Talks to include elections

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The Independent Online
COLIN BROWN

Chief Political Correspondent

British ministers will seek to reassure the Irish government today at a summit in London that plans for early elections in Ulster are in line with recommendations for disarming the IRA, made by the international body under US Senator George Mitchell.

Sir Patrick Mayhew, the Secretary of State for Northern Ireland, will try to overcome Dublin's opposition to the elections plan in a meeting with Dick Spring, the Irish Foreign Minister.

John Major will later meet David Trimble, the Ulster Unionist leader, as part of an urgent round of talks with party leaders to keep the peace process on track. The Prime Minister last night met Ian Paisley, the DUP leader, to discuss the plan for an elected body, leading to all-party talks.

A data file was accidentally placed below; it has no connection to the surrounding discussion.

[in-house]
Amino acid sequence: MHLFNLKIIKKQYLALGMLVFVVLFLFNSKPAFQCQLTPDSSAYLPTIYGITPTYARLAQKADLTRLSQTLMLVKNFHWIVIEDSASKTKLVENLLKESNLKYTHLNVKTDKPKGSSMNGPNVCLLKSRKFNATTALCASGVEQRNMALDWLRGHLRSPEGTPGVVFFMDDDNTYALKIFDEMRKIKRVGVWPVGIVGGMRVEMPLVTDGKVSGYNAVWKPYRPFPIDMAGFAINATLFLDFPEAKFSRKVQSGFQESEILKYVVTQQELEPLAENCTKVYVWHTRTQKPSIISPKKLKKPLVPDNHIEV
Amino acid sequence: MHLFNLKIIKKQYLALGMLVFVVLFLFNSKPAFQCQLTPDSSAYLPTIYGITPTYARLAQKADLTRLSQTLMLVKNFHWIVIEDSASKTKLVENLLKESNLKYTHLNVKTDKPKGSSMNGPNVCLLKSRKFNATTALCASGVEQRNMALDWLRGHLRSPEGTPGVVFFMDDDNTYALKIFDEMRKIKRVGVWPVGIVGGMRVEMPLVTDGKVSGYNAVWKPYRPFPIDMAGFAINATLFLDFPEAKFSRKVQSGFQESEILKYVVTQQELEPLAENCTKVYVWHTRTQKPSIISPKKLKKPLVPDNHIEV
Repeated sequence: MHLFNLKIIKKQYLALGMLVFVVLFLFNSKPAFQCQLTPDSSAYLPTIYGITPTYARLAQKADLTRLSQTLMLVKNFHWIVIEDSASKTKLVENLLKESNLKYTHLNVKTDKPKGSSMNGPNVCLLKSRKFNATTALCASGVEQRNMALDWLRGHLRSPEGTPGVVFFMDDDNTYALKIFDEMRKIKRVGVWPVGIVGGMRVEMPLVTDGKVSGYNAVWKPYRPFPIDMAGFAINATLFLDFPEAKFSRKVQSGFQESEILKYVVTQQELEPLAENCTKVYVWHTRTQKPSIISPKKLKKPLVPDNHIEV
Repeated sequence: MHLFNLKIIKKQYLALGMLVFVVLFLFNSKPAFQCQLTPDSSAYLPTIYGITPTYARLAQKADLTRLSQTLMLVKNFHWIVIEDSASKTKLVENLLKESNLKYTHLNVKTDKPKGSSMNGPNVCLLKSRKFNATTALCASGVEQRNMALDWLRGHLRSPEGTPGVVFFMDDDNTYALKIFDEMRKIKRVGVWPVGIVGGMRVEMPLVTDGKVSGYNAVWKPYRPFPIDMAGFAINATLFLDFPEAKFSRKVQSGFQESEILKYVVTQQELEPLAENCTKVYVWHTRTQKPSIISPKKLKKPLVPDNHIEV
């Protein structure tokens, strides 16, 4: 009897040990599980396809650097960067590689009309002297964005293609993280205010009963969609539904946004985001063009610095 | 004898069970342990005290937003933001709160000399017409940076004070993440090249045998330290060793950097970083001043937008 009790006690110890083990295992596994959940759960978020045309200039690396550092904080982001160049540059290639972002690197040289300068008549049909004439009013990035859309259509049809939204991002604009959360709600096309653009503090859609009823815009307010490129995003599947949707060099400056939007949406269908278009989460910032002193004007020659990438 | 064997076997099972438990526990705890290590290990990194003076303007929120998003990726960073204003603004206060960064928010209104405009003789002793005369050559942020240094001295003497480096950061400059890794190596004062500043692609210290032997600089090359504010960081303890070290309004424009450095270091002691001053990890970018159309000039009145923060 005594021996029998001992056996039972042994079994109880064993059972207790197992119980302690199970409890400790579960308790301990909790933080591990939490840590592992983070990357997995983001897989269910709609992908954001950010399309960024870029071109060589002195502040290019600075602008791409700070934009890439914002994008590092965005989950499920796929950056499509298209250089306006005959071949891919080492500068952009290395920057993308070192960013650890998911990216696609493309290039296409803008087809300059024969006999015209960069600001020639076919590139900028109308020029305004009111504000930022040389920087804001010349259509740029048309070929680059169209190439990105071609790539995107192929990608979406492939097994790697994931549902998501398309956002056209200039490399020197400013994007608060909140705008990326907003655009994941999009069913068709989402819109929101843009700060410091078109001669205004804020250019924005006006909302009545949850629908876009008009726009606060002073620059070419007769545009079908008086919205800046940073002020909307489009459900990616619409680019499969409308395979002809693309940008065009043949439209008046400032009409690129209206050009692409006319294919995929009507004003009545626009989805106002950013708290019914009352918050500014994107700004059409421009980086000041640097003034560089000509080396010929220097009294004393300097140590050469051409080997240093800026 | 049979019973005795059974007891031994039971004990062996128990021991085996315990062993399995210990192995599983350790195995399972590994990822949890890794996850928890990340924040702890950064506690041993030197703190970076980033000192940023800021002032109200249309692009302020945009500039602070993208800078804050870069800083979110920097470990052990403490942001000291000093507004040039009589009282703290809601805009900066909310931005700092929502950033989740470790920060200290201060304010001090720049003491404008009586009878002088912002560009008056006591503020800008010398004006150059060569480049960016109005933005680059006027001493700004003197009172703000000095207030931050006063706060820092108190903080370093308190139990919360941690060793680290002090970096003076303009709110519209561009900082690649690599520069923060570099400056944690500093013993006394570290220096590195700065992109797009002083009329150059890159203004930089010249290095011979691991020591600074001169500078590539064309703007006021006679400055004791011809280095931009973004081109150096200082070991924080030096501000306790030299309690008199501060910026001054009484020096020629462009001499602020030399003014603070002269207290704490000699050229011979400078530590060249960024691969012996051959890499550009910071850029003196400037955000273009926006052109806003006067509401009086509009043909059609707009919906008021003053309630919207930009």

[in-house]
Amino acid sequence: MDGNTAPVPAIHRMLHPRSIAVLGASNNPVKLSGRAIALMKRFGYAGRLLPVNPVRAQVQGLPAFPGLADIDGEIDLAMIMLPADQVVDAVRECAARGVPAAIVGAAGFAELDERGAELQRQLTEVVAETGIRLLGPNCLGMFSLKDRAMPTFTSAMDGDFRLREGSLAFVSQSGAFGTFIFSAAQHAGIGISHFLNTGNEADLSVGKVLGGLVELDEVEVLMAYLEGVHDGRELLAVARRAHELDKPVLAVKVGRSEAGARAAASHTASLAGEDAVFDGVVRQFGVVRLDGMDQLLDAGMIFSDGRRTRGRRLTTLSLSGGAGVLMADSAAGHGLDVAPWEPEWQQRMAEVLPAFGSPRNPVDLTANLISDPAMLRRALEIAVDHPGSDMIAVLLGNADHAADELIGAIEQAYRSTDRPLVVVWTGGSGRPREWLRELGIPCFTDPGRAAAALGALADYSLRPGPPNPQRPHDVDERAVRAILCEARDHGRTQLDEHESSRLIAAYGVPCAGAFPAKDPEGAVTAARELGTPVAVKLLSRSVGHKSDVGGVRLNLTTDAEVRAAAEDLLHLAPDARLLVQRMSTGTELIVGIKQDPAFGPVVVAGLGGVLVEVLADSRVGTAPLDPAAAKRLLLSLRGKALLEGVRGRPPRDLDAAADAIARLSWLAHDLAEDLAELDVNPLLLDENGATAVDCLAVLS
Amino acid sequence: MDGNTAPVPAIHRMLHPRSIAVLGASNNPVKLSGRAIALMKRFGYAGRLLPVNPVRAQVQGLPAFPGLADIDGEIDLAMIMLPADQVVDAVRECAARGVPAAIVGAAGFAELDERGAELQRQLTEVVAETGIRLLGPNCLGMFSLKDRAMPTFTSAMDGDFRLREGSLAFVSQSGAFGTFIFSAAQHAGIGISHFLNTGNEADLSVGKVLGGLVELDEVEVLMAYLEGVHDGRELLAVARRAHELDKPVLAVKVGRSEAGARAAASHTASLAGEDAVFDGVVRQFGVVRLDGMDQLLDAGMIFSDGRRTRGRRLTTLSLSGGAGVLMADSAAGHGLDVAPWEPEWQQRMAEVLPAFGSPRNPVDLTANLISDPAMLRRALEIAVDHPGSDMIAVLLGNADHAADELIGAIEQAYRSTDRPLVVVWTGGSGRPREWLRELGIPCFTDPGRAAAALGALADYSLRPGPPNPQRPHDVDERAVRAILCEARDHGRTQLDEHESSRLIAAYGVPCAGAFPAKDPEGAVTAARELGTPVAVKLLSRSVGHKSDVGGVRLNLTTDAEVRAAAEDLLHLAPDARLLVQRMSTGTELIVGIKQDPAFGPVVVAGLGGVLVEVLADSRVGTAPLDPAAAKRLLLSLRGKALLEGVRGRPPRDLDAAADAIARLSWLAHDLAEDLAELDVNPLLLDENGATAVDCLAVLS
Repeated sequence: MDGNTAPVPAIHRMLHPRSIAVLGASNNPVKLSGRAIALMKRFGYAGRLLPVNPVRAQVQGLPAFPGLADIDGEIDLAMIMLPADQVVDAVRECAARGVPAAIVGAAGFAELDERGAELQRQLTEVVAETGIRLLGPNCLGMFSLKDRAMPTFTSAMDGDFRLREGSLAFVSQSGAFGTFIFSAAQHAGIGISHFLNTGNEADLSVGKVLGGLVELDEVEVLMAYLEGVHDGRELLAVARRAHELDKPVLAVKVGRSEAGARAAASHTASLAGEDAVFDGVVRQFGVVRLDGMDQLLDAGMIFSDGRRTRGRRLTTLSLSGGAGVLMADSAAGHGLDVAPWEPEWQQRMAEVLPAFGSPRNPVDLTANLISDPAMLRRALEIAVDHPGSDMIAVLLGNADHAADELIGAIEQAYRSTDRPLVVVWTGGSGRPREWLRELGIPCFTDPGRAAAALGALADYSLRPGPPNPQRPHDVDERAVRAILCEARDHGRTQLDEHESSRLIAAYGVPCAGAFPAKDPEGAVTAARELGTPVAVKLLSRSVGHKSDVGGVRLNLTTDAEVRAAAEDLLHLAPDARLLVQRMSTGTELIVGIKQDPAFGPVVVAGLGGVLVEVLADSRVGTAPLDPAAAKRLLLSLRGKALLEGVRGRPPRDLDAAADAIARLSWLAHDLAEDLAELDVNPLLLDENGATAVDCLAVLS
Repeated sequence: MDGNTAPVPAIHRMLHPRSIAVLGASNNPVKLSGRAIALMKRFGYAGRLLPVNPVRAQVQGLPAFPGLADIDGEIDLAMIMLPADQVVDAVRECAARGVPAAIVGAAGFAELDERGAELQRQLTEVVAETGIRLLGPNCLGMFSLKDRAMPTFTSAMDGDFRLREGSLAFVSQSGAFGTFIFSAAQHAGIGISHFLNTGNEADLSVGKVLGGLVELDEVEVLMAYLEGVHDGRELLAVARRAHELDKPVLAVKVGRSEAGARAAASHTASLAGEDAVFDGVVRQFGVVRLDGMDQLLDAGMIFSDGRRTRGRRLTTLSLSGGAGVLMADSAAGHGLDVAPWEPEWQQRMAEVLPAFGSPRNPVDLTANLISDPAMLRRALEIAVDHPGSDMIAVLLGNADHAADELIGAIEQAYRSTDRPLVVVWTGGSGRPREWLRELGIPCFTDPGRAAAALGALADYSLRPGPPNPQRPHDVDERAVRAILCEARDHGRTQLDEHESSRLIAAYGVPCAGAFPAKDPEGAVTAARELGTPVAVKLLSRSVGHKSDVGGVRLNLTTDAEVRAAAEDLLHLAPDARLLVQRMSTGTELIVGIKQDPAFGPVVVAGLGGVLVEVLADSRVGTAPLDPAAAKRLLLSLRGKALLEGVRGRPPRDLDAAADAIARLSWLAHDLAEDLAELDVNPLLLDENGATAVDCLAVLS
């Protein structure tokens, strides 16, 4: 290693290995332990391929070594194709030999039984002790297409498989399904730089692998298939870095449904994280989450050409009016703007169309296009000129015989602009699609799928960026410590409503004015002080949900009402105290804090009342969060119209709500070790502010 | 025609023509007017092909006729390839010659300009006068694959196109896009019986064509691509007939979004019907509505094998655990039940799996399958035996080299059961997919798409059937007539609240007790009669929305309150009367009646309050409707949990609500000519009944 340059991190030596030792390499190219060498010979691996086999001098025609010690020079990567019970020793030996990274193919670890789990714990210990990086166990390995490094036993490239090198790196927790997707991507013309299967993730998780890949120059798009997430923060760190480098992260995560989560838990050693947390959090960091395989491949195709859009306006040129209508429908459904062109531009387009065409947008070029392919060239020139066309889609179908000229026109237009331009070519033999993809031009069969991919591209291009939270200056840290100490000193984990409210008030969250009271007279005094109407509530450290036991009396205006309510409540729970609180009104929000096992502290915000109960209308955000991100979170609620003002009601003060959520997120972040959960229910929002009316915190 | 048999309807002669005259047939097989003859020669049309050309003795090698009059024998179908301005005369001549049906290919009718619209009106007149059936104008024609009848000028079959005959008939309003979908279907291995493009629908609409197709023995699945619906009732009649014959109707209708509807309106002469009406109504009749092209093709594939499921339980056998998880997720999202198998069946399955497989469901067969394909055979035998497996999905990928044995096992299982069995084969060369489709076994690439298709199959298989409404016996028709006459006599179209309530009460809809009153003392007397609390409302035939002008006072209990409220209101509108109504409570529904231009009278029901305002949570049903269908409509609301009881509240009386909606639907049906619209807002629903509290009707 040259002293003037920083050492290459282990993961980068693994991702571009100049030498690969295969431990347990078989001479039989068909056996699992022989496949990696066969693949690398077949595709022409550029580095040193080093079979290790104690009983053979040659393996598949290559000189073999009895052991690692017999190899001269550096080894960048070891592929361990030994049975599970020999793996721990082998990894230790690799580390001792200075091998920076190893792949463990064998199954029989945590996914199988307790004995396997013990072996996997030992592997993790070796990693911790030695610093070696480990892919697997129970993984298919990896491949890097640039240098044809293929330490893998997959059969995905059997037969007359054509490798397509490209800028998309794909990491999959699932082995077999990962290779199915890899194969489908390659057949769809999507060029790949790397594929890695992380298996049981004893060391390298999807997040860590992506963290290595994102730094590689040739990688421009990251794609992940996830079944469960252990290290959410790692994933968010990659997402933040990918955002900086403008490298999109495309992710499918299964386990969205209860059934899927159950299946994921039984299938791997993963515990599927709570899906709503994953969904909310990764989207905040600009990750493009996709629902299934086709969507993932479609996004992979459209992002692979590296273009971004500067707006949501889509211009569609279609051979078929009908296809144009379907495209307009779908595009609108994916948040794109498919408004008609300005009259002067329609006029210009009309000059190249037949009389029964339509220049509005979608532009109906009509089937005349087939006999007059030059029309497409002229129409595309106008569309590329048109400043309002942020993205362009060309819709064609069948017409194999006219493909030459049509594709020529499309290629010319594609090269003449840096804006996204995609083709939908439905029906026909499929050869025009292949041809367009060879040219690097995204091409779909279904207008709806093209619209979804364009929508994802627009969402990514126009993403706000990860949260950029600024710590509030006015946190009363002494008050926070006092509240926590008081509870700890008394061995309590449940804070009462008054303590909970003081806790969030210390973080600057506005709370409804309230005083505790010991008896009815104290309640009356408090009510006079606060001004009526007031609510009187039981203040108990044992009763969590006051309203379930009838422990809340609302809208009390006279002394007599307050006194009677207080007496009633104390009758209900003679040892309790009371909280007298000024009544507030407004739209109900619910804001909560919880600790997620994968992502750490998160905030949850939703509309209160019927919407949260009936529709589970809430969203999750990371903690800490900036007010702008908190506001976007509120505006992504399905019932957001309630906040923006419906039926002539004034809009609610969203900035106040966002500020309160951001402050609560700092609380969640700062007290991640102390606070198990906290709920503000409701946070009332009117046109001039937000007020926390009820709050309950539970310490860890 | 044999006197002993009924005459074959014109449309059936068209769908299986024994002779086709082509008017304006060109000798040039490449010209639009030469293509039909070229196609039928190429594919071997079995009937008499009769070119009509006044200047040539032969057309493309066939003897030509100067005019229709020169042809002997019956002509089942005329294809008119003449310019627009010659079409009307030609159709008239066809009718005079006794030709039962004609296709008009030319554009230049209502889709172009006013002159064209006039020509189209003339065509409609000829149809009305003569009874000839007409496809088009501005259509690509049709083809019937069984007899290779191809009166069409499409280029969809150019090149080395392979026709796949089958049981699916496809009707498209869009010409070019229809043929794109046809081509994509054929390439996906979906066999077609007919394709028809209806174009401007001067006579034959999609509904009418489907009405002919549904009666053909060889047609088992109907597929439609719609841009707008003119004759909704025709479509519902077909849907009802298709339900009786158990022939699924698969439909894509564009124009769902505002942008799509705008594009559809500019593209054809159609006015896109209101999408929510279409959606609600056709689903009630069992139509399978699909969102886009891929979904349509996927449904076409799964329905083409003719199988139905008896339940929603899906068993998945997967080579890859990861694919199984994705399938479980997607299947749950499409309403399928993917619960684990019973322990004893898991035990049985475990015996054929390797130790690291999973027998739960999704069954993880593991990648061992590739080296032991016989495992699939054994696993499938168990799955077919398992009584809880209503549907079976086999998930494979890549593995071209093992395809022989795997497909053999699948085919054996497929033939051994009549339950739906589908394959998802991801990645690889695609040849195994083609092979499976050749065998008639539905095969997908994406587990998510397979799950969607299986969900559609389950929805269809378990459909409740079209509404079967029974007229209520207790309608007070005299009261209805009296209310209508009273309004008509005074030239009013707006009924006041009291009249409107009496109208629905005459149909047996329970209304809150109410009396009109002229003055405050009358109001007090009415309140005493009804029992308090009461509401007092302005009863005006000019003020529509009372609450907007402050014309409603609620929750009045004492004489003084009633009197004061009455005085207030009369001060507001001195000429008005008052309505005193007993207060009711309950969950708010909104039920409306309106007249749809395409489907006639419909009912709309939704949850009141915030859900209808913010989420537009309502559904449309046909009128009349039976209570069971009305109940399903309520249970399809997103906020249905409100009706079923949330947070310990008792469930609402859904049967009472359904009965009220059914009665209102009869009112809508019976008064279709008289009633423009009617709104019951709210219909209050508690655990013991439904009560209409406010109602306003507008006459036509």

The Unionists have proposed that the body could last for two years, but after talks with John Hume, the SDLP leader, who is opposed to the plan, Mr Major is keen to ensure that the Unionists will accept a time- limited body.

John Bruton, the Irish Prime Minister, yesterday underlined Irish anxieties about the plan in the Dail by urging the British Government to stick to the Mitchell commission report, which suggested that the decommissioning of IRA weapons could take place at the same time as all-party talks.

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